If Senator-elect Warren becomes known as the legislator who brought sanity to the filibuster, she will have accomplished more in one term than many in Washington.
She couldn’t have picked a better target for two reasons:
First, the constant use of fake filibusters (where Senators just phone it in rather than actually take to the floor) is a sham and a radical change to a storied tradition and one that keeps the Senate from doing its job.
Second, a newly elected Senator taking on a Senate tradition is not how things are supposed to be done. Freshmen are not to be seen or heard. Clearly, the new Senator from Massachusetts doesn’t intend to abide by this unwritten rule. Bully for her. There are some traditions that ought not to be sacralized.
The filibuster has become a symbol for the over-the-top obstruction that has plagued Washington DC of late.
At its best, the filibuster preserves the counter-majoritarian thrust of the Constitution. It is a tool to say no, to stand on principle against popular majorities. It ought to be preserved even if the reality of its history shows that the filibuster has not always been used to preserve the solemn rights of an oppressed minority. Its storied place in history belongs to a fictional character, cited by Warren in her recent HuffingtonPost piece.
The filibuster was featured in the 1939 film, Mr. Smith Goes to Washington but its worth noting that it was inaccurately portrayed in the film as democracy’s finest moment. A filibuster is anti-democratic. It allows one single Senator to obstruct the will of the majority, even an overwhelming majority.
That’s not a critique. The Constitution creates a government that is anti-democratic and resistant to the will of the majority in many places.
Worth noting also that in its fictional adaptation by Frank Capra, the filibuster itself didn’t help Jefferson Smith. His fate was only freed from the grip of political corruption by the flash of conscious by the two-faced Senator Joseph Paine.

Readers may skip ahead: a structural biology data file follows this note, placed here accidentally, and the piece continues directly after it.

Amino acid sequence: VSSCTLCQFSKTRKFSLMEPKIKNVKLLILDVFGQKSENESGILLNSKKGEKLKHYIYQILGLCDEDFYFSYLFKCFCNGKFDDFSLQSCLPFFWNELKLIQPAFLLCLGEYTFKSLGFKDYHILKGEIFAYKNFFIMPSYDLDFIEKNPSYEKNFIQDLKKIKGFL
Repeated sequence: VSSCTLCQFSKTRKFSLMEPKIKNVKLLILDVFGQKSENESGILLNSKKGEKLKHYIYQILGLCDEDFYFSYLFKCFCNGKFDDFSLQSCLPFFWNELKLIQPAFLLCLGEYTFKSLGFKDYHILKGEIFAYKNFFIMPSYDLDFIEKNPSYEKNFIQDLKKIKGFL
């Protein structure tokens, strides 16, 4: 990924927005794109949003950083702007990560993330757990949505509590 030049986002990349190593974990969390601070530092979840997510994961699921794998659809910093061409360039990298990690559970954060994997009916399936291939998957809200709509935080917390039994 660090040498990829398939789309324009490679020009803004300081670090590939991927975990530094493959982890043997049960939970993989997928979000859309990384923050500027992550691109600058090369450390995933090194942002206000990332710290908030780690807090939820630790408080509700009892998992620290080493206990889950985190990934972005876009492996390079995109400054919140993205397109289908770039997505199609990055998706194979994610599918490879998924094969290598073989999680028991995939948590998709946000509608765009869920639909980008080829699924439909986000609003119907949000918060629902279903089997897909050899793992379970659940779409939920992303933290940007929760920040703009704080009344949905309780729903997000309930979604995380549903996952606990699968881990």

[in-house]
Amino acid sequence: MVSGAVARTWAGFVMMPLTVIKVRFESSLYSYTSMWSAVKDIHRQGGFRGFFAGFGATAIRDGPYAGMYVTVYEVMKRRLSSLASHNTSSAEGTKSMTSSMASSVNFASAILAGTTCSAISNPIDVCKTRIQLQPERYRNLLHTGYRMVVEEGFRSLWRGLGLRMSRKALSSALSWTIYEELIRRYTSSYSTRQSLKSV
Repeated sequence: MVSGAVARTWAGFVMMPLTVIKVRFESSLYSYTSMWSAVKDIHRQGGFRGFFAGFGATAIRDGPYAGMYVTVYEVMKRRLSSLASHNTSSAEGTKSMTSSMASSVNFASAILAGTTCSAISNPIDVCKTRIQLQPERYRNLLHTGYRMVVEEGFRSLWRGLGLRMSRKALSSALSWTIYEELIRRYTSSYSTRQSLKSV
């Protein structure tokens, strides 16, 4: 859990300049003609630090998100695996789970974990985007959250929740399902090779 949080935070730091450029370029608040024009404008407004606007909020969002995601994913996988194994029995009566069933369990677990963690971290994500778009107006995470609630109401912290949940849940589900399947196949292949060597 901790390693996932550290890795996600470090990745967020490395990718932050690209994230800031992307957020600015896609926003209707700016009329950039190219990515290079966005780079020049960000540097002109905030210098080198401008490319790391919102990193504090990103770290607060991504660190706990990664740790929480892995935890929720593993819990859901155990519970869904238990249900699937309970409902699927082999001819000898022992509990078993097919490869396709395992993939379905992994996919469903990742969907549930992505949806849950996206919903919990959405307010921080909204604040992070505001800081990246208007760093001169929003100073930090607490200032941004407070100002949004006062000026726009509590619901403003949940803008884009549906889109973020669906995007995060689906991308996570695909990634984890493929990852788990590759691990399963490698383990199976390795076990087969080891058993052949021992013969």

Paine was so moved by the fortitude of his colleague during the filibuster that he attempted to take his own life.
Capra’s version of the filibuster is the stuff of Hollywood. It is not the stuff of Washington.
Rather than raging on behalf of justice and truth against a corrupt system, many actual filibusters have proven to be of somewhat lesser vintage.
Segregationist South Carolina Senator Strom Thurmond filibustered the modest Civil Rights Act of 1957 for 24 hours and 18 minutes. West Virginia’s Robert Byrd spoke for 14 hours and 13 minutes, part of a 57 day group filibuster against the 1964 Civil Rights Act. North Carolina’s Jesse Helms engaged in a filibuster over the course of 16 days to protest a federal holiday for Martin Luther King, Jr.
There have been others fighting a good fight. But there’s also been Al D’Amato fighting for base, parochial interests such as the fate of a typewriter factory in upstate New York in 1992. A typewriter factory. In the 1990s.
All of this would be nothing more than an interesting and mixed history for a rarely employed rule of the Senate. But then our modern Senate decided to employ the fake filibuster. And then they put that on steroids.
Ezra Klein in the Washington Post points out that the filibuster is now a near constant in the legislative process and the norms of the Senate have shifted as a result.
While some contend the tradition of unlimited debate constitutes the soul of the Senate, the filibuster as presently used is nothing more than politics by other means. It routinely obstructs the legislative process and discourages principled compromise. Senators need not engage with one another to prevent a bill or amendment from reaching the floor. They only need to sign on to a fake filibuster, compromise or conversation be damned.
And they don’t need to actually filibuster, as Klein points out. They really do just phone it in, making the opposition clear so a cloture vote will either have to be scheduled and debated or a bill scuttled beforehand.
The fake filibuster is currently used to prevent governance, ensuring that elections do not have consequences.
Which brings me back to the essential conservatism of Warren’s goal. The Senator-elect and a few of her new colleagues are trying preserve a very old tradition against its radical redefinition.
To quote Warren: “If someone objects to a bill or a nomination in the United States Senate, they should have to stand on the floor of the chamber and defend their opposition.”
A Senator who wishes to filibuster should, well, actually filibuster. The Senate would be vastly improved as a legislative body should Warren’s quite traditional rule replace the radical rule currently masquerading as a filibuster.